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jodil
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Reading the entire post of the "hard lesson learned" I am more convinced than ever that most of the electricians in my state (and others) are not as well educated as they should be. (**Electricians on this site dont get offended and feel you need to insult my comments.)

So that leads me to my dillema. There are ALOT of Fed Pac. panels in my town. I note them as a safety hazard each time. I have compiled a nice little package of info for buyers, Realtors, and even electricians who have no idea what I am talking about.

My problem? The electricians and the city inspector poopoo my findings and say "if nothing is broken, melted, etc. there's no problem."

So my questions are.. Have any of you came across an electirician that feels that a Fed Pac panel IS a safety issue?

And how do you approach the majority of "professionals" that are dismissing your safety notice as accusing you of being a "whistle blower?"

Jodi

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Originally posted by jodil

Reading the entire post of the "hard lesson learned" I am more convinced than ever that most of the electricians in my state (and others) are not as well educated as they should be. (**Electricians on this site dont get offended and feel you need to insult my comments.)

So that leads me to my dillema. There are ALOT of Fed Pac. panels in my town. I note them as a safety hazard each time. I have compiled a nice little package of info for buyers, Realtors, and even electricians who have no idea what I am talking about.

My problem? The electricians and the city inspector poopoo my findings and say "if nothing is broken, melted, etc. there's no problem."

So my questions are.. Have any of you came across an electirician that feels that a Fed Pac panel IS a safety issue?

And how do you approach the majority of "professionals" that are dismissing your safety notice as accusing you of being a "whistle blower?"

Jodi

Jodi, you are not alone. It is a common issue in many if not most parts of the country. Yes, I do know and have met several "qualified"electricians who know about FPE's and their problems. Many of the trade professionals are like lemmings; they do what they have always done and only know what they have learned from whoever taught them their trade. Add in the fact that they have little if no CE requirements so they are not privy to much of the information we receive.

I don't worry about what the other folks are saying, all I do is inspect and then report what I have found. I don't make things up as I have nothing to benefit and everything to loose if I under report my findings.

I don't get into pissing matches with anyone over what I have reported or found. I back up my findings with the proper documentation. If whoever wants to try and discredit my findings then so be it. Let them be the ones to say that everything is OK with the FPE as I will not be the one doing that.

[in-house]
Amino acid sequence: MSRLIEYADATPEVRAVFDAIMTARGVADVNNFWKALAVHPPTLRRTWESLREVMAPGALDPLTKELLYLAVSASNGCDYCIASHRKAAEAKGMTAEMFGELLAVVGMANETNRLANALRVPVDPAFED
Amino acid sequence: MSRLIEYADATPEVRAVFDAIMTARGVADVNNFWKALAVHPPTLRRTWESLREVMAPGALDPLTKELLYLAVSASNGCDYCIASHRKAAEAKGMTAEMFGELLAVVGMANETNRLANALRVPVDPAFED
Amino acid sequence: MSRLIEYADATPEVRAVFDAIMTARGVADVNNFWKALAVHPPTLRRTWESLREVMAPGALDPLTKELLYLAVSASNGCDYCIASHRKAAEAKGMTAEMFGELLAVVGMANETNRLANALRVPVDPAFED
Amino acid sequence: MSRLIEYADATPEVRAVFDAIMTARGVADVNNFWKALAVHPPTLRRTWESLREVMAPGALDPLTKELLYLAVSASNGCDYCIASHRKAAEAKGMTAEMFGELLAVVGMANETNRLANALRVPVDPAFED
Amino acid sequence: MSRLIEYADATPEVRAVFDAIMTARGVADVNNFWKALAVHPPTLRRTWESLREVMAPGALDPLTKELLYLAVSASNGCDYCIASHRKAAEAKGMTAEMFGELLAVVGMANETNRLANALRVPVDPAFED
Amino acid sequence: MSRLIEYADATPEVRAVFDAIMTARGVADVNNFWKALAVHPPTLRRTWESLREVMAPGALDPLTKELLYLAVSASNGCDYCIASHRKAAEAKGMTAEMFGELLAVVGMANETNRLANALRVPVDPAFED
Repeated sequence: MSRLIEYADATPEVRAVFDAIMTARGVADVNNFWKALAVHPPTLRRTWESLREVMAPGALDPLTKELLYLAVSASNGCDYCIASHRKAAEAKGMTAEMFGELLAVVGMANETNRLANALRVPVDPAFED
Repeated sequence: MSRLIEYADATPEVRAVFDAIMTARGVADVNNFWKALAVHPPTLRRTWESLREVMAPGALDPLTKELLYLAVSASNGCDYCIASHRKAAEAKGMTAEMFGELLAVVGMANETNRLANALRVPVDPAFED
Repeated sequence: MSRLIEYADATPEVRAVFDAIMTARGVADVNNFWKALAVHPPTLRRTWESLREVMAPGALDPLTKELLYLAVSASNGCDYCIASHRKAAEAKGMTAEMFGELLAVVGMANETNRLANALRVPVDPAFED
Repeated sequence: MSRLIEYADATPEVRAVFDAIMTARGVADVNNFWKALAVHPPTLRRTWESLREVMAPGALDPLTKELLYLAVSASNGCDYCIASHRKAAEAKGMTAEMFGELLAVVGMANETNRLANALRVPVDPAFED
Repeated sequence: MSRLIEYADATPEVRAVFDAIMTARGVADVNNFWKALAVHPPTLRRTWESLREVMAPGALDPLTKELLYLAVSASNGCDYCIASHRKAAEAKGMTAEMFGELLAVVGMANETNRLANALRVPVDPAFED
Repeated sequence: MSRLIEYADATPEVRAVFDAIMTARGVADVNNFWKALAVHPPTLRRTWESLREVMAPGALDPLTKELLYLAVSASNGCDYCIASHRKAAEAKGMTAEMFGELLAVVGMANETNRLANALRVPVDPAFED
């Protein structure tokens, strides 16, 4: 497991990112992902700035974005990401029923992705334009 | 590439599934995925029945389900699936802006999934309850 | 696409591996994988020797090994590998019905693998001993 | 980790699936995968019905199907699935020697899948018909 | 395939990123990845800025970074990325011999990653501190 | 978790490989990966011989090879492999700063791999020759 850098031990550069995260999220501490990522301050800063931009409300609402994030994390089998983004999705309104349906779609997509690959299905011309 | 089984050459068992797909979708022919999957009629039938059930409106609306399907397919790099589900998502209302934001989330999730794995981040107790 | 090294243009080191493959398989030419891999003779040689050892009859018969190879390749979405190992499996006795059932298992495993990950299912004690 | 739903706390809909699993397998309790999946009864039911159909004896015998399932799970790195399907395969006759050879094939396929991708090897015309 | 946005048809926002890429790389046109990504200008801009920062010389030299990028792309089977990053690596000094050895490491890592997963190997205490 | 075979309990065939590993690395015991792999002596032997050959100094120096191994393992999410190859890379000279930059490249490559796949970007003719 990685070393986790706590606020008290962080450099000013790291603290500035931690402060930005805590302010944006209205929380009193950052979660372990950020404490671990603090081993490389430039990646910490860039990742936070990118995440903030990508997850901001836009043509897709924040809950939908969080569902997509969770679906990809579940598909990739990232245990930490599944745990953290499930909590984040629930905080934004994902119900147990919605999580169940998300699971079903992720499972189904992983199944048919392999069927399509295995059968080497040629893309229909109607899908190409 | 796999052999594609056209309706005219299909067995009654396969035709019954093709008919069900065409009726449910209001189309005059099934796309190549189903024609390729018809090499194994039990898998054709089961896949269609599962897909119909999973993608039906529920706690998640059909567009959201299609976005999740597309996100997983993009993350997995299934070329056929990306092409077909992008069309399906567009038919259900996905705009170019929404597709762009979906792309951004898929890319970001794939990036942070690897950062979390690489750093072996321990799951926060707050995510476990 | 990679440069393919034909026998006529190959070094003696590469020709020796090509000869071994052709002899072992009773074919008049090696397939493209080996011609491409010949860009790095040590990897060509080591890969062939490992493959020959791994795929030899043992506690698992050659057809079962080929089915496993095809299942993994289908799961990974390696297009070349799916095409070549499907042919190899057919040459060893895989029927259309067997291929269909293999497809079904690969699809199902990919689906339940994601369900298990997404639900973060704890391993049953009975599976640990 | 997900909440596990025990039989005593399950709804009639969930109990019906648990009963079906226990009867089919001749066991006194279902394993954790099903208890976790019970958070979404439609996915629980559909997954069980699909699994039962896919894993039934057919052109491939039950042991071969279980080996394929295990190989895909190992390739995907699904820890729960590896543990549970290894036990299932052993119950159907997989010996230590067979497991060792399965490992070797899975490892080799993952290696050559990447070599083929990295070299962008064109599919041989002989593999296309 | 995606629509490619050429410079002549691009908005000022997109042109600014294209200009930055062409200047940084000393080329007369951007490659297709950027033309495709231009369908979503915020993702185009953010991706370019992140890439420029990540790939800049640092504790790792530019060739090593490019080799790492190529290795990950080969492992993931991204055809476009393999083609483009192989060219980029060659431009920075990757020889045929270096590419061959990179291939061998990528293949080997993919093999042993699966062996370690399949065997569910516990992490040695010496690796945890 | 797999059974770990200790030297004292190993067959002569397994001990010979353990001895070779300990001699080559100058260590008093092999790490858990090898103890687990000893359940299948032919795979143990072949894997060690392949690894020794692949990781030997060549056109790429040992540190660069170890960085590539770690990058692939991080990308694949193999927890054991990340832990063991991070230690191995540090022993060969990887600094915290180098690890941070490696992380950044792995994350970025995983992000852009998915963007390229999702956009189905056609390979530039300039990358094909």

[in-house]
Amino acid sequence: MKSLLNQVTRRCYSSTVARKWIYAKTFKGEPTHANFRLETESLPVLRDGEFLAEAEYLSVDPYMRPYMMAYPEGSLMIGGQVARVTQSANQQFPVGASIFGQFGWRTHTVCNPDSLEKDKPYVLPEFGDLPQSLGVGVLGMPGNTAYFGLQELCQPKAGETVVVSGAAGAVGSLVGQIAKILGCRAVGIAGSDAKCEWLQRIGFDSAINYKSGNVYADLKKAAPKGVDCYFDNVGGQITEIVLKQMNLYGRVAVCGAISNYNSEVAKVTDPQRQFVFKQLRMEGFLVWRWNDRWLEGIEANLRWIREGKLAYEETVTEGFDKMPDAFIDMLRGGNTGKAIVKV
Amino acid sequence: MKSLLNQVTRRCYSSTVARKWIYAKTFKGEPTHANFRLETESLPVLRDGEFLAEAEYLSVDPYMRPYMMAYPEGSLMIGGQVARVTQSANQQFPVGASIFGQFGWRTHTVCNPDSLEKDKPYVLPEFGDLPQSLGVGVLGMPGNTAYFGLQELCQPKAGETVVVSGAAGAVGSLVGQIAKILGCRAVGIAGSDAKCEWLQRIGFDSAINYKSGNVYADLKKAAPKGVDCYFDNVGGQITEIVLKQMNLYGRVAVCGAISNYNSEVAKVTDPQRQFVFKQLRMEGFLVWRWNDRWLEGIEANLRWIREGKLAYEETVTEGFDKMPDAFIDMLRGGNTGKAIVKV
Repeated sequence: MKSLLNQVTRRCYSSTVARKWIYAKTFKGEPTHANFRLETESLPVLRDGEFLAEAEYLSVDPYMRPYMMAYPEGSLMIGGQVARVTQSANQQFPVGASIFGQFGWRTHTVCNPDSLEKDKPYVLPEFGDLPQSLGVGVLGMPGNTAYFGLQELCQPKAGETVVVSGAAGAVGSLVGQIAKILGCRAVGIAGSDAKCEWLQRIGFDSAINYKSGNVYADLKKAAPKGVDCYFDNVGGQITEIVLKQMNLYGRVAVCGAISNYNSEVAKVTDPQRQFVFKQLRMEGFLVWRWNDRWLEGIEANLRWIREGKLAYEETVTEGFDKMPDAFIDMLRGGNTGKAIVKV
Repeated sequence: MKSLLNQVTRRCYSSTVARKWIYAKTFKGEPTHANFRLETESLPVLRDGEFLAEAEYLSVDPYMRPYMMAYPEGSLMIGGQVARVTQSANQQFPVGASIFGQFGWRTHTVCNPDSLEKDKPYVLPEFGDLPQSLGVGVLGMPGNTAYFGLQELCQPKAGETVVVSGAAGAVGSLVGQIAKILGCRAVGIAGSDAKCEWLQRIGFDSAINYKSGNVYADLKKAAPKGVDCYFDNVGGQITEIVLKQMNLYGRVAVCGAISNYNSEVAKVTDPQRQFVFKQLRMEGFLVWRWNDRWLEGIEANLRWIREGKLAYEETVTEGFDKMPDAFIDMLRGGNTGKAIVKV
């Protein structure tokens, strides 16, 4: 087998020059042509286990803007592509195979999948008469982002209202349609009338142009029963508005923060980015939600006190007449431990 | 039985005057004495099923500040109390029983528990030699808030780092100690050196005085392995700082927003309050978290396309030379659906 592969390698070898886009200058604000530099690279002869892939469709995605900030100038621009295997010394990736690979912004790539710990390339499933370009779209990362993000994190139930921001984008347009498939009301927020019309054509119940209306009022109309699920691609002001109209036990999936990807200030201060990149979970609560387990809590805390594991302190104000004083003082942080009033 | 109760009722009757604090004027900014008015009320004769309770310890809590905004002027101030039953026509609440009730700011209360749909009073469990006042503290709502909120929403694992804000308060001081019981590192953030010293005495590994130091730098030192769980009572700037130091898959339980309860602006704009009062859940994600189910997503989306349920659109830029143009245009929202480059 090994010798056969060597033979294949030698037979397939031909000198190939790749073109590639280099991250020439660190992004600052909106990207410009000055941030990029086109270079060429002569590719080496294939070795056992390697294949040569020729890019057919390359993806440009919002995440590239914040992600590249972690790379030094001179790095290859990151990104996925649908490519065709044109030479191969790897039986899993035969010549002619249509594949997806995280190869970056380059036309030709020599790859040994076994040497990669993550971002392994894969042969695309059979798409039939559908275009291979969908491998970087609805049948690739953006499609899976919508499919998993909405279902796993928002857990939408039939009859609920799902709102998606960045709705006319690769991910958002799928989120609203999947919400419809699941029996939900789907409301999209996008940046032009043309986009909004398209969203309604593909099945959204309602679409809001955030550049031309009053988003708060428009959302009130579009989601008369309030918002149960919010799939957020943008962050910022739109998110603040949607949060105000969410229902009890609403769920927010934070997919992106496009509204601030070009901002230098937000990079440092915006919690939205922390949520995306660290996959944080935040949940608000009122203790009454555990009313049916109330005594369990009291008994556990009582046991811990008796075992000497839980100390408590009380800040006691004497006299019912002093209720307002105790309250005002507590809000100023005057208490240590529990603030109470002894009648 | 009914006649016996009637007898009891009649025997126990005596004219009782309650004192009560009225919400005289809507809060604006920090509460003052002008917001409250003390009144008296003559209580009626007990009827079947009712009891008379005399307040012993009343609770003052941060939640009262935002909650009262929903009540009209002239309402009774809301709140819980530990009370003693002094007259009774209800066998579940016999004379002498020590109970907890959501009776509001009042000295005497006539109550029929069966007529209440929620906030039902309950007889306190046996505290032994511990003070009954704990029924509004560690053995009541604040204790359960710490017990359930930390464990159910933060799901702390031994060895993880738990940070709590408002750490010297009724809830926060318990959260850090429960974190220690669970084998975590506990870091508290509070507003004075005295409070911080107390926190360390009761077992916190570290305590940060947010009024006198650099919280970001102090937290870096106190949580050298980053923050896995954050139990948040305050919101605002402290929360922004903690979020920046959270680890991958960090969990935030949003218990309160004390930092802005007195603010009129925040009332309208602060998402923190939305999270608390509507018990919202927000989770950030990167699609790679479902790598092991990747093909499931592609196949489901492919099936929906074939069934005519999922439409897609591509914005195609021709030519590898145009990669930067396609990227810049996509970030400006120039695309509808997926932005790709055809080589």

I know that this is difficult to do when you depend on a real estate agents for business, but this should give you only more reason as to why you need to work harder at reducing the percent of Realtor referrals you depend on.

Next time this happens just ask whoever to write a letter on the city letterhead or their company letterhead saying that "Nothing is wrong with this FPE panel". I bet that they will not do it!

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I've run into that too. If you're already providing the clients with documentation that backs your position, there's not a heck of a lot else to be done. If they choose to take the sparky's word over your documentation, so be it. You've done your job. That's all you can do, unless you want to mount a campaign to educate the local electricians.

Brian G.

Tell 'em "Fine, but add one extra smoke detector; right above that FPE panel." [:-mischie

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Originally posted by jodil

So what are your ideas on obtaining business from other sources than Realtors?

A good website that pulls up good in the search engines (Google)should be your number one priority. Do you have a website now? If so you should be posting the address in your profile as it will show up when folks look at this thread.

Next, would be past clients. Every time you do an inspection you should hand your client a few cards and tell them to tell their friends and neighbors about you. Let them know that you get your business by "word of mouth" and they will help you. I have never had a client turn away from me when I gave them my cards.

Next would be to visit local insurance agents, start with your own agent! They are always looking for ways to network.

Market to new construction homeowners and sell 1st year warranty inspections. This is one of the easiest types of inspections to market.